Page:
Tea is among Tanzania’s main agricultural products along with cloves, cashews, coffee and maize. Like all other African producers, the CTC method of processing tea is the dominant form of production in Tanzania – this is the method most commonly used for teabags. Tea is a generator of wealth and employment to rural areas and supports the wellbeing of over 50,000 families in Tanzania.
Tea was first cultivated by German settlers in 1902 on a very small scale. Commercial cultivation of tea began in the 1920s by the British. After Tanzania was granted independence from Britain, its new government nationalised most of the tea factories and some tea estates. This had very bad consequences for the tea industry in Tanzania.
The Tanzanian state gave no incentives to factory or plantation workers to become more productive. Government tea research programs were underfunded which hampered any progress in tea cultivation techniques, soil maintenance and clonal plant development. The tea industry was close to collapse when the government decided to privatise the tea estates and factories it had previously nationalised. Investments have been made in these factories to ensure their future success.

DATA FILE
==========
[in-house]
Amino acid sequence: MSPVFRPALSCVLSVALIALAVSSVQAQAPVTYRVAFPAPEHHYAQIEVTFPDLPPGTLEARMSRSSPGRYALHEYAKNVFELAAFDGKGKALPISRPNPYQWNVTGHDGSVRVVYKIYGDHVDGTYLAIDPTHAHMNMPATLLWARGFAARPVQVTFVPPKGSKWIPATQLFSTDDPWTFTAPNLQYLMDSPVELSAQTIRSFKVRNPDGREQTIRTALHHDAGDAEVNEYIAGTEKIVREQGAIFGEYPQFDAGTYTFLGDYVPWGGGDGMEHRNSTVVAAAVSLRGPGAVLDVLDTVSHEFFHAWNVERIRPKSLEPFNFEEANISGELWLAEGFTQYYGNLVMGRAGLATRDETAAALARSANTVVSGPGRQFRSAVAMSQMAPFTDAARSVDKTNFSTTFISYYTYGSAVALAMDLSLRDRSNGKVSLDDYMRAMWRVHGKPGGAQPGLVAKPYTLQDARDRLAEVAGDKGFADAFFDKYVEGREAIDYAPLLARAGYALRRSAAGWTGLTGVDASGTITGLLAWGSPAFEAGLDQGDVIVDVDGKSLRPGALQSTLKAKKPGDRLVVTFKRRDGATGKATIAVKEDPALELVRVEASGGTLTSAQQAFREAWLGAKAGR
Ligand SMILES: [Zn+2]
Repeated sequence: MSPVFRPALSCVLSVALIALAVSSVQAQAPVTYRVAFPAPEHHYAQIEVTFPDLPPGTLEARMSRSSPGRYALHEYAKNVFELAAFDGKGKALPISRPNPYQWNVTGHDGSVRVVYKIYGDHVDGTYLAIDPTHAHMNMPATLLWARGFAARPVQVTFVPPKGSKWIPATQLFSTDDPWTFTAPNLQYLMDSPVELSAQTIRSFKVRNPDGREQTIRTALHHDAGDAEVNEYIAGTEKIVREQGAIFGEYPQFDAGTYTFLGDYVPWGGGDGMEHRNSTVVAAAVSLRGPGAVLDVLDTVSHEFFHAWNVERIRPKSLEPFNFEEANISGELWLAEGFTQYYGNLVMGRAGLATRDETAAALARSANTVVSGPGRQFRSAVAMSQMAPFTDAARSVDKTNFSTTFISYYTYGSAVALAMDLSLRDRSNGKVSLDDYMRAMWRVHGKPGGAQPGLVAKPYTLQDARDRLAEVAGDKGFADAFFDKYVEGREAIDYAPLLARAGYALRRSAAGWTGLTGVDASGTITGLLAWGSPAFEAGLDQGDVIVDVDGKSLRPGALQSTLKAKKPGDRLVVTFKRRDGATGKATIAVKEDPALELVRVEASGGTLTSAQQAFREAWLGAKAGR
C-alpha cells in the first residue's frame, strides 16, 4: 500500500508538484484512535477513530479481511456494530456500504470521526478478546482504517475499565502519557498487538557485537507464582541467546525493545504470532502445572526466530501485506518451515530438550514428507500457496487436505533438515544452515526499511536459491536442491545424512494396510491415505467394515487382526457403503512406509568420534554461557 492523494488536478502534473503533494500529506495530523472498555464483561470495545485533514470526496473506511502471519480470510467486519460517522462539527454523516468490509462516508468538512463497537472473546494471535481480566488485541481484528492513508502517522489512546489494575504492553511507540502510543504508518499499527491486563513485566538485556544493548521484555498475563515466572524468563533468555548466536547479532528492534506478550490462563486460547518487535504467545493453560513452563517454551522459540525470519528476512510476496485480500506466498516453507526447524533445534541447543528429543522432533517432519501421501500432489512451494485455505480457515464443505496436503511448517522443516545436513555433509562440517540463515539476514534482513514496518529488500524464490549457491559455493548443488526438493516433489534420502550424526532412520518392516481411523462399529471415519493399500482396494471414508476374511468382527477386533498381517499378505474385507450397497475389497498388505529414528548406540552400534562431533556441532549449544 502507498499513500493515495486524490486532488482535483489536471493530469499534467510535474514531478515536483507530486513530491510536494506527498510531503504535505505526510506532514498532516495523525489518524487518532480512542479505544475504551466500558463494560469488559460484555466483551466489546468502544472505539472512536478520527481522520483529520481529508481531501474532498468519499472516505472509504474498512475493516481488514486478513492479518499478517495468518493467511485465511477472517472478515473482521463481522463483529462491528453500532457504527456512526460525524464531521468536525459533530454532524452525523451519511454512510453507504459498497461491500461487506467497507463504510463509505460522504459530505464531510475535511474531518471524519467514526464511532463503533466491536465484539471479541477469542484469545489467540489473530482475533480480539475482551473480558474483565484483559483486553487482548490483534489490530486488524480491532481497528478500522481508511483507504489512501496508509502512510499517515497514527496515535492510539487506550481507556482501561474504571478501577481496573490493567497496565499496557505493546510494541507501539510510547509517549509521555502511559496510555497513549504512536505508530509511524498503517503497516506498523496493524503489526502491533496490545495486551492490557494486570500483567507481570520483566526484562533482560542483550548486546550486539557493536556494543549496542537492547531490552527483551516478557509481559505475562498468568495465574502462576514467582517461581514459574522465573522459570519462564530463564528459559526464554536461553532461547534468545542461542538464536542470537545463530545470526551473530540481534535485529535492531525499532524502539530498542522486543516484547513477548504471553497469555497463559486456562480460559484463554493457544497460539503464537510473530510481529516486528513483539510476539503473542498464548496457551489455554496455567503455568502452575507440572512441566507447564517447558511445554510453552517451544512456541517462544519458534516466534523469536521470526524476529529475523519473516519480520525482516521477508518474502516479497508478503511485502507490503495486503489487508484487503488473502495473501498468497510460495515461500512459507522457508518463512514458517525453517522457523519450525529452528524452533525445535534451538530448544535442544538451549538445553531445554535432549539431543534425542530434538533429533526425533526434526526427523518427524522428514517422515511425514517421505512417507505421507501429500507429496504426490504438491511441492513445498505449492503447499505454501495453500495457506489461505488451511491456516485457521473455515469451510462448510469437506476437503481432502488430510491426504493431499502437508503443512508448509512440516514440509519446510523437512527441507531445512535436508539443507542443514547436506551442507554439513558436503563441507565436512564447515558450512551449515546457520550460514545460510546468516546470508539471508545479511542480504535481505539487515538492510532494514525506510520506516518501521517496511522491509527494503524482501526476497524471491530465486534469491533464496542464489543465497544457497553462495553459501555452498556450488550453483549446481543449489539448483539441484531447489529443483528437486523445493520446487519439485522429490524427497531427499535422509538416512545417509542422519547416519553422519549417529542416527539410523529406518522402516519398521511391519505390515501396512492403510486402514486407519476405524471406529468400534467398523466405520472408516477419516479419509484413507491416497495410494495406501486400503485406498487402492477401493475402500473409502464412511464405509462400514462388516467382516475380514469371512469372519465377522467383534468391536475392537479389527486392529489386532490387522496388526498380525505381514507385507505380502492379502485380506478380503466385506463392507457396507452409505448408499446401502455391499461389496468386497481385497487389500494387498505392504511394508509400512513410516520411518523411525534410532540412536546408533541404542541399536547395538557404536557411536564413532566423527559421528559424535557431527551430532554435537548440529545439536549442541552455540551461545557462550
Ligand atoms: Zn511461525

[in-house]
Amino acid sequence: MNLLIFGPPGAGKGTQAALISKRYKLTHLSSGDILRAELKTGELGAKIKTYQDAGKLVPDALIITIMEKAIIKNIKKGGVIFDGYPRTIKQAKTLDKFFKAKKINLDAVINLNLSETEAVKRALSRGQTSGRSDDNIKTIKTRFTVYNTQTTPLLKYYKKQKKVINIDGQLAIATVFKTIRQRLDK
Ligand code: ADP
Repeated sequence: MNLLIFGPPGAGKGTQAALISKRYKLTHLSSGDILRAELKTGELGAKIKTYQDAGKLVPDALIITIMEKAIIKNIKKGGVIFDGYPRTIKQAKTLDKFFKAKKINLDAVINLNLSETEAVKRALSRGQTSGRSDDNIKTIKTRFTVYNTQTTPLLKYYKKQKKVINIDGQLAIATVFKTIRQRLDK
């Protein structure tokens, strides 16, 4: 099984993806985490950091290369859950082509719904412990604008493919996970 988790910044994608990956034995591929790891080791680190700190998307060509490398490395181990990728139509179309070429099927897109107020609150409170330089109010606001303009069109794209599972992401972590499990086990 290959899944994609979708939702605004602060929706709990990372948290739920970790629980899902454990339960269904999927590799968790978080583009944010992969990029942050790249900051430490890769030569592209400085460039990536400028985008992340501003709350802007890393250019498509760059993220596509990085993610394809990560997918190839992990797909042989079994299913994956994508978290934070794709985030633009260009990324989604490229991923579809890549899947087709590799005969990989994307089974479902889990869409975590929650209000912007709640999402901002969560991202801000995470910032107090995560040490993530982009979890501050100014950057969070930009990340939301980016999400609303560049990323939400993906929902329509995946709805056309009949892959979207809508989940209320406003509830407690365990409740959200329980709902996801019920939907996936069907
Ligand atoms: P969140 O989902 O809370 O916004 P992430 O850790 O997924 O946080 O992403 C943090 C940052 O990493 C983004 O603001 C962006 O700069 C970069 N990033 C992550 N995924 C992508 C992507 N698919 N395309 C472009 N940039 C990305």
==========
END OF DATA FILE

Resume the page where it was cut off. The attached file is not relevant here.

Much of Tanzania is too dry for tea and only 22,000 hectares of the total land area is under tea cultivation, around one tenth of the area under tea cultivation in Kenya. There are three main planting areas in Tanzania: those in the Southern Highlands around the Njombe and Mufindi districts of the Iringa region, the plantations of East Usambara in the Tanga region close to the coast, and the North West zone around the southern western shore of Lake Victoria.
Tanzanian tea is typically used to add strength and vigour to teabag blends for the UK, European and Pakistani markets. At Ahmad Tea we sometimes select some of the best teas from Tanzania that add freshness and brightness to our classic blends.